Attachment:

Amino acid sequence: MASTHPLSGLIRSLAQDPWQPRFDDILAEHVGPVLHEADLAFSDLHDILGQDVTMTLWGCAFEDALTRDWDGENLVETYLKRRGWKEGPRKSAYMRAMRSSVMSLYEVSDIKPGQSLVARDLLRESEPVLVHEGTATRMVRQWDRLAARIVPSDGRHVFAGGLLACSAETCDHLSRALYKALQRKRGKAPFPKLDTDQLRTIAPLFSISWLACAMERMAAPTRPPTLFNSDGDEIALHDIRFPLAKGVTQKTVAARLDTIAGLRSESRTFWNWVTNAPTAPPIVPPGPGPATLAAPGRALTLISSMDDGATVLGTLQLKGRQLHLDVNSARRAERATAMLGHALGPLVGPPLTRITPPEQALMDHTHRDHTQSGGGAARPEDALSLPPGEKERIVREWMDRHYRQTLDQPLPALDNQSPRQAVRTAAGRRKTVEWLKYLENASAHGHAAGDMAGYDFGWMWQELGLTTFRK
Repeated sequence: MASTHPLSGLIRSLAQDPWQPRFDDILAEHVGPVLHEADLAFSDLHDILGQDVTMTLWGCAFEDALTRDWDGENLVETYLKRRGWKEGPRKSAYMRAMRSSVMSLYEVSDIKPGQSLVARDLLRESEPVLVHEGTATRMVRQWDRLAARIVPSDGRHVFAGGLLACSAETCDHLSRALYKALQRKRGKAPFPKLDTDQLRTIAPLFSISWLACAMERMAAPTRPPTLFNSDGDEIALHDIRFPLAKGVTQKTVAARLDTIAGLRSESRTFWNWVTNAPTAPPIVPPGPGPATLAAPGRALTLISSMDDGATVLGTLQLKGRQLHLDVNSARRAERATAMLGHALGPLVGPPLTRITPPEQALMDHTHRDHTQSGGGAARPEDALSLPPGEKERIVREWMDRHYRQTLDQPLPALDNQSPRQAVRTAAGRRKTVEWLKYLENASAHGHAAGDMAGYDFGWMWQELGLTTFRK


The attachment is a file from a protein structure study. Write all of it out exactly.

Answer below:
Amino acid sequence: MASTHPLSGLIRSLAQDPWQPRFDDILAEHVGPVLHEADLAFSDLHDILGQDVTMTLWGCAFEDALTRDWDGENLVETYLKRRGWKEGPRKSAYMRAMRSSVMSLYEVSDIKPGQSLVARDLLRESEPVLVHEGTATRMVRQWDRLAARIVPSDGRHVFAGGLLACSAETCDHLSRALYKALQRKRGKAPFPKLDTDQLRTIAPLFSISWLACAMERMAAPTRPPTLFNSDGDEIALHDIRFPLAKGVTQKTVAARLDTIAGLRSESRTFWNWVTNAPTAPPIVPPGPGPATLAAPGRALTLISSMDDGATVLGTLQLKGRQLHLDVNSARRAERATAMLGHALGPLVGPPLTRITPPEQALMDHTHRDHTQSGGGAARPEDALSLPPGEKERIVREWMDRHYRQTLDQPLPALDNQSPRQAVRTAAGRRKTVEWLKYLENASAHGHAAGDMAGYDFGWMWQELGLTTFRK
Repeated sequence: MASTHPLSGLIRSLAQDPWQPRFDDILAEHVGPVLHEADLAFSDLHDILGQDVTMTLWGCAFEDALTRDWDGENLVETYLKRRGWKEGPRKSAYMRAMRSSVMSLYEVSDIKPGQSLVARDLLRESEPVLVHEGTATRMVRQWDRLAARIVPSDGRHVFAGGLLACSAETCDHLSRALYKALQRKRGKAPFPKLDTDQLRTIAPLFSISWLACAMERMAAPTRPPTLFNSDGDEIALHDIRFPLAKGVTQKTVAARLDTIAGLRSESRTFWNWVTNAPTAPPIVPPGPGPATLAAPGRALTLISSMDDGATVLGTLQLKGRQLHLDVNSARRAERATAMLGHALGPLVGPPLTRITPPEQALMDHTHRDHTQSGGGAARPEDALSLPPGEKERIVREWMDRHYRQTLDQPLPALDNQSPRQAVRTAAGRRKTVEWLKYLENASAHGHAAGDMAGYDFGWMWQELGLTTFRK